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Winter Garden & Millennium Galleries, Sheffield - Sheffield: Pevsner Architectural Guides

Ruth Harman, John Minnis, Roger H Harper, Yale University Press

The Late Twentieth Century Onwards
(Page 42)
The principal development has been Pringle Richards Sharratt's Millennium Galleries and Winter Garden which have set a high standard for the future - whether the projected office, retail and hotel developments of the new century will match that and the best of the previous centuries remains to be seen.

Major Buildings
Millennium Galleries and Winter Garden
(Page 74)
Arundel Gate and Surrey Street

A pair of inspirational, landmark buildings by Pringle Richards Sharratt who won the commission in competition in 1995. The Galleries were completed in 2001, the Garden in 2002. They were conceived as the most important elements of the Heart of the City Project and as covered links in a new pedestrian route between the station and city centre, helping restore part of the urban fabric that had been unravelled by post-war road schemes and redevelopment.

The Millennium Galleries provide 1,900 square metres of temporary exhibition space as well as permanent displays of the Ruskin Collection and the city’s fine metalwork and silverware collections. The building eschews ostentation, presenting an elegant and quietly understated front to Arundel Gate, and is set into the slope of the hill with the galleries on the upper level over a service undercroft. The glazed front is set within a slender modular frame of white concrete and reveals the ground floor café to the bustle of Arundel Gate. Long silver louvres screen the Long Gallery above. Inside, a light and spacious entrance hall has escalators to the first floor “avenue" which serves both as an indoor street to the Winter Garden and gives access to the five galleries on its left side. The roof comprises a series of lateral barrel vaults, only partly visible externally, of fine white pre-cast concrete with columns and beams of the same material, giving a cool tranquillity to the interior. This ethereal quality is enhanced by diffused natural light, created by the imaginative use of glass blocks in the avenue’s roof vaults and N wall and cleverly reflected light from clerestories. The largest gallery is flexibly planned with moveable full height screens that run parallel with the vaults. The last of the other three exhibition galleries, containing the Ruskin Collection, is separated from the adjacent Winter Garden by a glazed wall. This has glass panels by Keiko Mukaide symbolising water and clouds, creating an appropriate and stunning juxtaposition of art and nature.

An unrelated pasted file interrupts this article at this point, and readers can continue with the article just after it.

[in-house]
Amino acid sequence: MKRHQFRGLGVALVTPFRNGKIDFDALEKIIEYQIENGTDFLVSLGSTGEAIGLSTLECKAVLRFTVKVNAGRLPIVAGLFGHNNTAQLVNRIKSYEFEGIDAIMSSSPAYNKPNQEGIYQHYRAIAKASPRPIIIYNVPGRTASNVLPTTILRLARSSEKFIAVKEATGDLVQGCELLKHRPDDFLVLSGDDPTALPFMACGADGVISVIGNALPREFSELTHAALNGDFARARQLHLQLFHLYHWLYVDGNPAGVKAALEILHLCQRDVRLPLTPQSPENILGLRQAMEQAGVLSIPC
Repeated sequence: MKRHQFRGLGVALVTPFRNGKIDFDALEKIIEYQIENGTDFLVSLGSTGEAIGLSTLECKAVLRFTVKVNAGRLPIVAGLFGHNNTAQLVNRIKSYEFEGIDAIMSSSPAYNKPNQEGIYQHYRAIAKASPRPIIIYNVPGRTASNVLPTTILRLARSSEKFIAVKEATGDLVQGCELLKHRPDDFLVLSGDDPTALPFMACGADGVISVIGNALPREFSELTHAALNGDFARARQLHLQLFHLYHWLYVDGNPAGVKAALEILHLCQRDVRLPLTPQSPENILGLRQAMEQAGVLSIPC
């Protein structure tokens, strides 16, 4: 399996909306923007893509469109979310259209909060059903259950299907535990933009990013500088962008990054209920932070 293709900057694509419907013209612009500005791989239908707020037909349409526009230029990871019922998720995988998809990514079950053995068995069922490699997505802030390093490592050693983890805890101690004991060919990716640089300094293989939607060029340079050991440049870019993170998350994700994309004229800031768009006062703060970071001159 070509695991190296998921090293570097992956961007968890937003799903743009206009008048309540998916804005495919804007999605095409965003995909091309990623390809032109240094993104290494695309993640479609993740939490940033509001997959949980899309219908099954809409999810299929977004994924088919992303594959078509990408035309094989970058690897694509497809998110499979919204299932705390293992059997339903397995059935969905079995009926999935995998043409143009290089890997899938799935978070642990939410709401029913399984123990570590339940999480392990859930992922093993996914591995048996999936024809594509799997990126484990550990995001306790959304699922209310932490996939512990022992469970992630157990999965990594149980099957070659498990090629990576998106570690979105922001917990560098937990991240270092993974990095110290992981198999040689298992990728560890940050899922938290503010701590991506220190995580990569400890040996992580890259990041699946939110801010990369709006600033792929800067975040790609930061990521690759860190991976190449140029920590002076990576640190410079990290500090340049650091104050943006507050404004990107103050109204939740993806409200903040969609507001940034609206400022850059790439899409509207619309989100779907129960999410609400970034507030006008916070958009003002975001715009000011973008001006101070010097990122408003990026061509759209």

The soaring arches and curved glass roof of the exotically planted Winter Garden is a skilful blend of the traditions of glass-roofed public spaces established in the C19 by glasshouses, shopping arcades and railway stations. Spanning a space 230 ft by 72 ft (70 by 22metres) its frame is formed from twenty-one parabolic arches of laminated strips of untreated larch, which are gradually weathering to a silvery grey. Slender timber purlins and glazing bars create a fine framework between the arches to hold over 2,000 square metres of glass. The primary arches are supported at ground level on sculptural steel cradles, while the intermediate arches finish at wall height and sit on elegant wooden raking struts. From the arches at each end, which lean outward to create canopies over the street entrances, they step up to the 72 ft (22metre) high central section. This will allow the taller species of trees, including Norfolk Island pine and eucalyptus, to reach an impressive maturity, creating a luxuriant canopy above the paving and planting below.

© Yale University Press 2004